$ \frac{\Gamma(h \to {\rm i}nv)}{\Gamma(h \to {\rm i}nv)+\Gamma(h \to {\rm SM})} <0.24 . $

      (22)

      The decay widths related to the Higgs invisible decay channel in our model are given as follows:

      $ \begin{aligned}[b] \Gamma_{h_1 \to S_{ \rm I} S_{ \rm I}} =& \sqrt{m_1^2 (m_1^2-4 m_{\rm I}^2)}/(8 \pi m_1 ^3) \\ &\times (\cos\theta\lambda_{Hs}v+\lambda_{ds} \sin\theta v_b -\lambda_{S P} \sin\theta v_b)^2,\\ \Gamma_{h_1 \to S_{ \rm R} S_{ \rm R}} =& \sqrt{m_1^2 (m_1^2-4 m_{\rm R}^2)}/(8 \pi m_1 ^3) \\ &\times (\cos\theta\lambda_{Hs}v-\lambda_{ds} \sin\theta v_b -\lambda_{S P} \sin\theta v_b)^2,\\ \Gamma_{h_1 \to Z' Z'} =& g_p^4\sqrt{m_1^2 (m_1^2-4 M_{Z_p}^2)} /(2 M_{Z_p}^4 \pi m_1 ^3) \\ &\times (m_1^4-4m_1^2M_{Z_p}^2+ 12M_{Z_p}^4) \sin^2\theta v_b^2 . \end{aligned}$

      (23)

      In this section, we consider the Higgs invisible decay constraint on the chosen parameter space. As will be clear in the following discussion, $ \lambda_{ds} $ is limited stringently under the relic density constraint, while $ \lambda_{Hs} $ and $ \lambda_{S P} $ are more flexible. According to Eq. (22), the contribution of $ \lambda_{Hs} $ to the Higgs invisible decay width is positive, while $ \lambda_{S P} $ is negative. For simplicity, we can set $ \lambda_{Hs} $ and $ \lambda_{S P} $ to be some special values and give the result of the Higgs invisible decay width of our model to estimate the chosen parameter space. In Fig. 3, we set $ \lambda_{Hs}=0.005 $, $ \lambda_{S P}=0.001 $, $ M_{Z_p}=0.2\ {\rm{GeV}} $, $ g_p=0.001 $, $ \rm sin\theta=0.001 $, and $ m_2= 600\ {\rm{GeV}}. $ We also set $ \lambda_{ds} \subseteq [1 \times 10^{-5},0.01] $ and $ m_0 \subseteq [0, 60] \; {\rm{GeV}}. $ According to Fig. 3, the Higgs invisible decay width is much lower than the current constraint in the case of $ \lambda_{Hs}=0.005 $ and $ \lambda_{S P}=0.001 $. As discussed above, we can set $ \lambda_{Hs}<0.005 $ and $ \lambda_{S P}>0.001 $ to obtain a viable parameter space satisfying the Higgs invisible decay width constraint. It is worth emphasizing that the Higgs invisible decay width is also related to $ \rm sin\theta $, and in particular, we have a ${ \rm \lambda}_{ds}{\rm sin}\theta $ term; when $ \rm sin\theta $ takes a small value, $ \lambda_{ds} $ has little effect on the Higgs invisible decay width.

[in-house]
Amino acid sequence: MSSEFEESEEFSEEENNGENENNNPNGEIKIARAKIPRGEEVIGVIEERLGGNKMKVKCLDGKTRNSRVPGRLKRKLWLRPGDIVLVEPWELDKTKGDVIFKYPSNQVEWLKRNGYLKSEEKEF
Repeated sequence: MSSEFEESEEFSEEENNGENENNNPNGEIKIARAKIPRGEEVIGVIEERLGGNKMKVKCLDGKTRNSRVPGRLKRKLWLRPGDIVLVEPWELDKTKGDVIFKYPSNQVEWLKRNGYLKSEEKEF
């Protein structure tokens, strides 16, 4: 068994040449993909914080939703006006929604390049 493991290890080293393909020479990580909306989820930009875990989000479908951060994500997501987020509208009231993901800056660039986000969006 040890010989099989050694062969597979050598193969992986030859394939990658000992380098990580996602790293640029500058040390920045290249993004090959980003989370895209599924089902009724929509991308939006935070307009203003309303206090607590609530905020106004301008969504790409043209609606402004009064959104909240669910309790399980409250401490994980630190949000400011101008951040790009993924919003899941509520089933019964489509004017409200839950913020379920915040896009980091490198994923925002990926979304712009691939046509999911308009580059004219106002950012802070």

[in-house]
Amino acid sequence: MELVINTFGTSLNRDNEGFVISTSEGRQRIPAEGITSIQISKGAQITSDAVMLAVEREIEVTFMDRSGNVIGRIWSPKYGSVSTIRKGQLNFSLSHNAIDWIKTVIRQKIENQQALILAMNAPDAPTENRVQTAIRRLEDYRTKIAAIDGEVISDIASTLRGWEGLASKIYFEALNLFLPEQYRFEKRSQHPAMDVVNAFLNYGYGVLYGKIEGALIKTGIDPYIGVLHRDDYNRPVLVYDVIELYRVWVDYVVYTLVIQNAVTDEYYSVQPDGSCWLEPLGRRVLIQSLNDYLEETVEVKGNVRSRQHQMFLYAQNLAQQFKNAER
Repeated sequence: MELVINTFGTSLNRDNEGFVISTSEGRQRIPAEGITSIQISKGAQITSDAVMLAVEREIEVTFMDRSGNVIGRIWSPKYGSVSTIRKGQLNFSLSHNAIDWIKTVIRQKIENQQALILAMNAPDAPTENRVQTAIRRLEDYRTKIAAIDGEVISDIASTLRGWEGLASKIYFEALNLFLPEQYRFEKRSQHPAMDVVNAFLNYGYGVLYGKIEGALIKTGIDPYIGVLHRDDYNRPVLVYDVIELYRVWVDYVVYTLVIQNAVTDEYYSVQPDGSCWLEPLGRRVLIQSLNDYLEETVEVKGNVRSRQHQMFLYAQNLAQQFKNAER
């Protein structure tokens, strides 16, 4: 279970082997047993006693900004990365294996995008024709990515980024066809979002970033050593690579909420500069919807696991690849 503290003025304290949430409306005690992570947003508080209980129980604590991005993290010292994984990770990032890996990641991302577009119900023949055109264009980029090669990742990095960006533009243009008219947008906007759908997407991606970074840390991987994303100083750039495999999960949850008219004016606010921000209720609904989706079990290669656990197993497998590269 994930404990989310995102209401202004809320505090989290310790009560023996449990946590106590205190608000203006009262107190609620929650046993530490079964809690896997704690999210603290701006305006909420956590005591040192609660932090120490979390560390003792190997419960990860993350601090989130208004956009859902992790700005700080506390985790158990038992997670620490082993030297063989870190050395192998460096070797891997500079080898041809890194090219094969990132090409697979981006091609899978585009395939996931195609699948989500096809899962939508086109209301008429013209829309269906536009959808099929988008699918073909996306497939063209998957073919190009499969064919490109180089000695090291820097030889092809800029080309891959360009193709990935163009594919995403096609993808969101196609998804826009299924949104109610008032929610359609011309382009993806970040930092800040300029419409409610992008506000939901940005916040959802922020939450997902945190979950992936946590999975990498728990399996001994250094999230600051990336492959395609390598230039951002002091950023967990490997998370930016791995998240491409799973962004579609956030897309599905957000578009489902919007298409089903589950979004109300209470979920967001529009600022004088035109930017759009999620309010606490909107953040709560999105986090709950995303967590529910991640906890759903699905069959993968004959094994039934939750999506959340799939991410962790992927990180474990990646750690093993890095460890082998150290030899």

Figure 3.  (color online) Contourplot of Higgs invisible decay width, where the X-axis is $ m_0 $ and Y-axis is $ \lambda_{ds} $ when $ \lambda_{Hs}= $$ 0.005 $, $ \lambda_{S P}=0.001 $, $M_{Z_p}=0.2\ {\rm GeV}$, $ g_p=0.001 $, $ \rm sin\theta=0.001 $, and $ m_2= 600\ {\rm{GeV}} $.

    • B.   Relic density

    • In this section, we discuss the dark matter phenomenology in the model. The expression for the relic abundance of dark matter can be given as follows:

      $ \Omega h^2 = \frac{1.07\times 10^9 \;{{\rm{GeV}}}^{-1} }{{g*}^{1/2}M_{\rm Pl}}\frac{1}{J(x_f)}, $

      (24)

      where $ g* $ is the total number of effective relativistic degrees of freedom, $ M_{\rm Pl}=1.22\times 10^{19} $ GeV is the Planck mass, and $ J(x_f) $ is given by:

      $ J(x_f)=\int _{x_f}^\infty \frac{{\rm d}x}{x^2} \langle \sigma {\rm v} \rangle (x) . $

      (25)